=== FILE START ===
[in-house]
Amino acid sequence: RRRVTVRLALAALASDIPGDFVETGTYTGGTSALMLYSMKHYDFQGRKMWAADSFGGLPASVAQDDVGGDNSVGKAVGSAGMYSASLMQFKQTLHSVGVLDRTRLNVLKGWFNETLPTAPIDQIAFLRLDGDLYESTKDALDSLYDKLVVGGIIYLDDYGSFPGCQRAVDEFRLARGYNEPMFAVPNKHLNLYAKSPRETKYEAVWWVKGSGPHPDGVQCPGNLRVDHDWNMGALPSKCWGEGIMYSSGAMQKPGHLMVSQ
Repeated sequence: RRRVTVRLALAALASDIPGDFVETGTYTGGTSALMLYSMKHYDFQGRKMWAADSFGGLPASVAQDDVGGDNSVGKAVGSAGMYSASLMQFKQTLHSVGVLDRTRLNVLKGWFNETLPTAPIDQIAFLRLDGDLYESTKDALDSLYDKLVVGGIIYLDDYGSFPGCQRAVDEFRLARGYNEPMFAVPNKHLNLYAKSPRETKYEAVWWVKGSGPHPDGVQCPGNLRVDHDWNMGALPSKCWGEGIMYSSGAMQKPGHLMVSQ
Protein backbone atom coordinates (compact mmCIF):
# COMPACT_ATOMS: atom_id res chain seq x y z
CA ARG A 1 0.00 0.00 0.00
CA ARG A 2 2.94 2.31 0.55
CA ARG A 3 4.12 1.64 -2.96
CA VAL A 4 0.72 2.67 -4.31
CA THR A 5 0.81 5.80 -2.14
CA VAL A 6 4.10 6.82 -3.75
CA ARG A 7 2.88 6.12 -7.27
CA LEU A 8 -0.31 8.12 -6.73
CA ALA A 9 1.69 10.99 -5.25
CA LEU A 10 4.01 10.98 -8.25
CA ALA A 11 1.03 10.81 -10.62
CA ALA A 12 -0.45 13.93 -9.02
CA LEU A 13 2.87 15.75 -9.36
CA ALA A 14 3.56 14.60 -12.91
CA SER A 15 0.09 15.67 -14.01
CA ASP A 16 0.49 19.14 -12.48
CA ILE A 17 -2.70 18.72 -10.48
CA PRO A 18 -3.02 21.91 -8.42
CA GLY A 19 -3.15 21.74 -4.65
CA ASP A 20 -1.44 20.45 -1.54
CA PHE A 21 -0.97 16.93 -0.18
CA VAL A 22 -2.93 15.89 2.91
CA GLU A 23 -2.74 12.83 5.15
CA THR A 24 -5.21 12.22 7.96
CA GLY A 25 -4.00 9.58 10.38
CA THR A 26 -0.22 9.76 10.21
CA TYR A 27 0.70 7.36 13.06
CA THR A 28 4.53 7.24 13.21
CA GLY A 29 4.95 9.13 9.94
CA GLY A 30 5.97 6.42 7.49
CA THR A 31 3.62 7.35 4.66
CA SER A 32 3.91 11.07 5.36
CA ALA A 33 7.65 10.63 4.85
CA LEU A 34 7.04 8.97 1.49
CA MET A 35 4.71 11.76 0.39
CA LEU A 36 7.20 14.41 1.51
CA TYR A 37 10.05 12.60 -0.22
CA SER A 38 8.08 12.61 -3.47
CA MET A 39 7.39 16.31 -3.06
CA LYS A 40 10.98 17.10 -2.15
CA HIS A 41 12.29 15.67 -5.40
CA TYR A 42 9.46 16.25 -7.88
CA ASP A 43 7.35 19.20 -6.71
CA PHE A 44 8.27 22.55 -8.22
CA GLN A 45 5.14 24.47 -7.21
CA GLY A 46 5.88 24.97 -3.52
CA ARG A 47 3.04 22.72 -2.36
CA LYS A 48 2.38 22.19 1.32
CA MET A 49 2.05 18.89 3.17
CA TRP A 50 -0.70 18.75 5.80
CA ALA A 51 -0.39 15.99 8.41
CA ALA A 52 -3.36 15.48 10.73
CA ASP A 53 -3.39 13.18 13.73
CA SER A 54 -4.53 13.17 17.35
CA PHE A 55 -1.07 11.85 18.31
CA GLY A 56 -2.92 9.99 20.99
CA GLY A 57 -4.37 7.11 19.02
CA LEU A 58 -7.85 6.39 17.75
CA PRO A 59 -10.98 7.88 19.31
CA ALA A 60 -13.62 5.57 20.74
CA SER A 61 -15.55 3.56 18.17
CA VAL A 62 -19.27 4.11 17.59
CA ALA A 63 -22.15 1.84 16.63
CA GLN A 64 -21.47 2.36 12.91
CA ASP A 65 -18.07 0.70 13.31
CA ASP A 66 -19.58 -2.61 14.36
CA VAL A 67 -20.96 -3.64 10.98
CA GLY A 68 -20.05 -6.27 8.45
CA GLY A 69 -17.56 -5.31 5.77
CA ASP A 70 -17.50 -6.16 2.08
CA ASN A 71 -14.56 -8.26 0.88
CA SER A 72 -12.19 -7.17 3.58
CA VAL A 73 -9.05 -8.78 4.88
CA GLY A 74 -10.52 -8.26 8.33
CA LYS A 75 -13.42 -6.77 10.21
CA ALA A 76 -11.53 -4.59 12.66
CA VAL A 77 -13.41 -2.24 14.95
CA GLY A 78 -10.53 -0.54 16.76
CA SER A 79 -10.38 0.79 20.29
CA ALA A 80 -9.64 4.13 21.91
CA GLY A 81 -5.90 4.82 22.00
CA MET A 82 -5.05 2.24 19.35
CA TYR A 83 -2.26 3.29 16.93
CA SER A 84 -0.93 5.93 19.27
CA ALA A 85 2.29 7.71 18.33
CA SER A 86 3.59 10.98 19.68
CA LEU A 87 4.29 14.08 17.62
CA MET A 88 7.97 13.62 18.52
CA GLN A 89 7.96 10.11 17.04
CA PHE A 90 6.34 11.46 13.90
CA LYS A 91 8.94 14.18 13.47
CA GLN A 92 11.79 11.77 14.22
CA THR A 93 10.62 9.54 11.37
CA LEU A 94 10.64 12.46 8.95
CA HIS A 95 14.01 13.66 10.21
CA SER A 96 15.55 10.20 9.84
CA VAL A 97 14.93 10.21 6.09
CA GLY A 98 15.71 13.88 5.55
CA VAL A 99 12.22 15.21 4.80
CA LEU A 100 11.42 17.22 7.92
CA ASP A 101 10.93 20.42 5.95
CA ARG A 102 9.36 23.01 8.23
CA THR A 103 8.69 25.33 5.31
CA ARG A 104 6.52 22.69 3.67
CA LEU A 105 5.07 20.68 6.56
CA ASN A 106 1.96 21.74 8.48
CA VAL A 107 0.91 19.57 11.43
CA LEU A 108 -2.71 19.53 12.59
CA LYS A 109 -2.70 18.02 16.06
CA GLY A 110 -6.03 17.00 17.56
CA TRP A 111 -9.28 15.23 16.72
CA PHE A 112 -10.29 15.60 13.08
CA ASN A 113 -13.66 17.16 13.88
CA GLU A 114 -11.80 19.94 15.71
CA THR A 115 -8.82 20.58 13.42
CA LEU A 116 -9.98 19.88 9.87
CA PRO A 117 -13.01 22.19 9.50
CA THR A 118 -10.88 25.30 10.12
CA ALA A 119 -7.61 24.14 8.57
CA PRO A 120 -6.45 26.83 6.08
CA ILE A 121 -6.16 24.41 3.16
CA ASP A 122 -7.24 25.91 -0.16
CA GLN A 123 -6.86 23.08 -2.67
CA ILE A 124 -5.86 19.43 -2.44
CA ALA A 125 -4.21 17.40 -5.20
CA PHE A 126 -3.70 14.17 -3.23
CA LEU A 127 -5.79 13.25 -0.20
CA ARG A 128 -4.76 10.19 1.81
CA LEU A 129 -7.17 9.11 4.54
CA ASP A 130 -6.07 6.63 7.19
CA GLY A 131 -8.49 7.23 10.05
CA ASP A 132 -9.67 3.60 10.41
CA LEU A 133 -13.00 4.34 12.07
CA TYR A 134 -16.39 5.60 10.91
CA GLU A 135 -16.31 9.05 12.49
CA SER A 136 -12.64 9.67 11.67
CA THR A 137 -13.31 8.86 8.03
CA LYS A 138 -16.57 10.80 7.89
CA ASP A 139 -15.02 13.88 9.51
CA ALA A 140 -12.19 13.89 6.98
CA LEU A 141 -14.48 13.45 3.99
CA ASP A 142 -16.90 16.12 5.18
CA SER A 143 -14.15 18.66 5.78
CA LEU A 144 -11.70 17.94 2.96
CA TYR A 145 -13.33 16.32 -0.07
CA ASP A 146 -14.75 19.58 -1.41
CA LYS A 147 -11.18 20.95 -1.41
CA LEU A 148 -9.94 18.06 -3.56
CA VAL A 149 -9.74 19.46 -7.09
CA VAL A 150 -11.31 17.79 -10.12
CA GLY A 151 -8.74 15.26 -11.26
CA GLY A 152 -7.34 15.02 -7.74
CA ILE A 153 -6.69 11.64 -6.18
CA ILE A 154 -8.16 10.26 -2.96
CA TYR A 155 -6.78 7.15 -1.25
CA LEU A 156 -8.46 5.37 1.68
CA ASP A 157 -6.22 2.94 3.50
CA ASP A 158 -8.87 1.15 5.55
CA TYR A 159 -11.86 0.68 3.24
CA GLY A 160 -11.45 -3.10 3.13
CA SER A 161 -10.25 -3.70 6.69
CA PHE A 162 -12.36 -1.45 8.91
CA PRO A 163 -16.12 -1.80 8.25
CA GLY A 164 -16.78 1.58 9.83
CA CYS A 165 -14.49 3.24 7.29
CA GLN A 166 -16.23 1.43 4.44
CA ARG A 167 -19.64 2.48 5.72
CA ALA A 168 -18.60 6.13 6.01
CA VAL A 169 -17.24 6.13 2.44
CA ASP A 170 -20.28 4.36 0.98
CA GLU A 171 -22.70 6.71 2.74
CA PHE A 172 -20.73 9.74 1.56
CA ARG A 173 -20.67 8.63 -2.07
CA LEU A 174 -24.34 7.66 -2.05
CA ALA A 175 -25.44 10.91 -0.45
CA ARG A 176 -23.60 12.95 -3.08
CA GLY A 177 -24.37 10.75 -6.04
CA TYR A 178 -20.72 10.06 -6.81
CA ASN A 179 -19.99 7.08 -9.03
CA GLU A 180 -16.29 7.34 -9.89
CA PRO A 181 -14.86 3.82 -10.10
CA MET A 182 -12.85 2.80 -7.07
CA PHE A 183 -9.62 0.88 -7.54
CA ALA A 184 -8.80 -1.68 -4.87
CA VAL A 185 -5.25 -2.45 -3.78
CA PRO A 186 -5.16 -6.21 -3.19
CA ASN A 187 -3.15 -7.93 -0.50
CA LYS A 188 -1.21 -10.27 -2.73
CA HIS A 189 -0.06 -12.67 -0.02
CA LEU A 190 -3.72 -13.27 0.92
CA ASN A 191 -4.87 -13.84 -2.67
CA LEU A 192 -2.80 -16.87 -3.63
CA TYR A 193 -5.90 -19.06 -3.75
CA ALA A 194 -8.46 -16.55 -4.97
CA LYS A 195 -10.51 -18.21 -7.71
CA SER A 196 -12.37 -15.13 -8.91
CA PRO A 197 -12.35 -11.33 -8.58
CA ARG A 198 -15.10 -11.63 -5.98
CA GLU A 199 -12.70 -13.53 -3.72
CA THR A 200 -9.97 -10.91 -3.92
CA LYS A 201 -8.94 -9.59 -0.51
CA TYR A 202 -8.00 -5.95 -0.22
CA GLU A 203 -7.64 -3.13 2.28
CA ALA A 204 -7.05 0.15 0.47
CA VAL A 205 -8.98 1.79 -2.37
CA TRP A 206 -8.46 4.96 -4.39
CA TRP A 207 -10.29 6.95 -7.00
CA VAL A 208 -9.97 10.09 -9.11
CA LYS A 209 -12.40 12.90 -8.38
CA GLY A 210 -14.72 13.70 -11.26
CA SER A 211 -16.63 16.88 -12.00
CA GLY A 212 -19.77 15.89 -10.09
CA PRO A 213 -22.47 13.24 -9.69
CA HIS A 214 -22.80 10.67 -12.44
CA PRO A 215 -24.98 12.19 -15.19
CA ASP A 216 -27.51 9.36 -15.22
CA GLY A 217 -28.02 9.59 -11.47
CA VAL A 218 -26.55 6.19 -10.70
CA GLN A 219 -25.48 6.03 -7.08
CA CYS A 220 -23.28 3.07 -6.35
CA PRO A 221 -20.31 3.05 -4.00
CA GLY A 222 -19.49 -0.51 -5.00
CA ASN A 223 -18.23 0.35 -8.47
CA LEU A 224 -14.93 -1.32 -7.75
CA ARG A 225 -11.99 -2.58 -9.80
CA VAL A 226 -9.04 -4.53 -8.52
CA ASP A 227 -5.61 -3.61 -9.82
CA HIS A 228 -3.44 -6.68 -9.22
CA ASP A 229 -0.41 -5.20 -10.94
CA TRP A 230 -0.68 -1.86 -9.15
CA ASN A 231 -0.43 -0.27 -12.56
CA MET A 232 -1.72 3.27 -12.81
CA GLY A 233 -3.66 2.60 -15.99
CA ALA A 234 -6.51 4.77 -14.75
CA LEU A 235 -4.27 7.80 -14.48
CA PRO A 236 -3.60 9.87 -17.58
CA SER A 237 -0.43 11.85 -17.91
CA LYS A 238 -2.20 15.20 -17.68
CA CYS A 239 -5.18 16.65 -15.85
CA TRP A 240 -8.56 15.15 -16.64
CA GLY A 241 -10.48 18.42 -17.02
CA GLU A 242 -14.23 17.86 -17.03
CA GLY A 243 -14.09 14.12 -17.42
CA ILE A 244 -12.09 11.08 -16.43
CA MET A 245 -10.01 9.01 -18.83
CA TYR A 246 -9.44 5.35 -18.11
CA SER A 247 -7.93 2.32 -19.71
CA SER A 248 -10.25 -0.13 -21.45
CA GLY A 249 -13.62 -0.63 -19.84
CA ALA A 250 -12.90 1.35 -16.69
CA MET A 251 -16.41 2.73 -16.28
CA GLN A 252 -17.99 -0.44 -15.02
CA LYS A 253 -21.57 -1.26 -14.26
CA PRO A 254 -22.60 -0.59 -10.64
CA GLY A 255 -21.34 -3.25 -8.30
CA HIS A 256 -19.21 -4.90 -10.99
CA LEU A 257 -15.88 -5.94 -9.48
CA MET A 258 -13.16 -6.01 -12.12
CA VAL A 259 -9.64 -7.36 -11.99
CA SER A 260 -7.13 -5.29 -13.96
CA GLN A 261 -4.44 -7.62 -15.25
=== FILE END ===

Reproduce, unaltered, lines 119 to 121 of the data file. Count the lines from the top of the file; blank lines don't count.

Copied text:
CA GLU A 114 -11.80 19.94 15.71
CA THR A 115 -8.82 20.58 13.42
CA LEU A 116 -9.98 19.88 9.87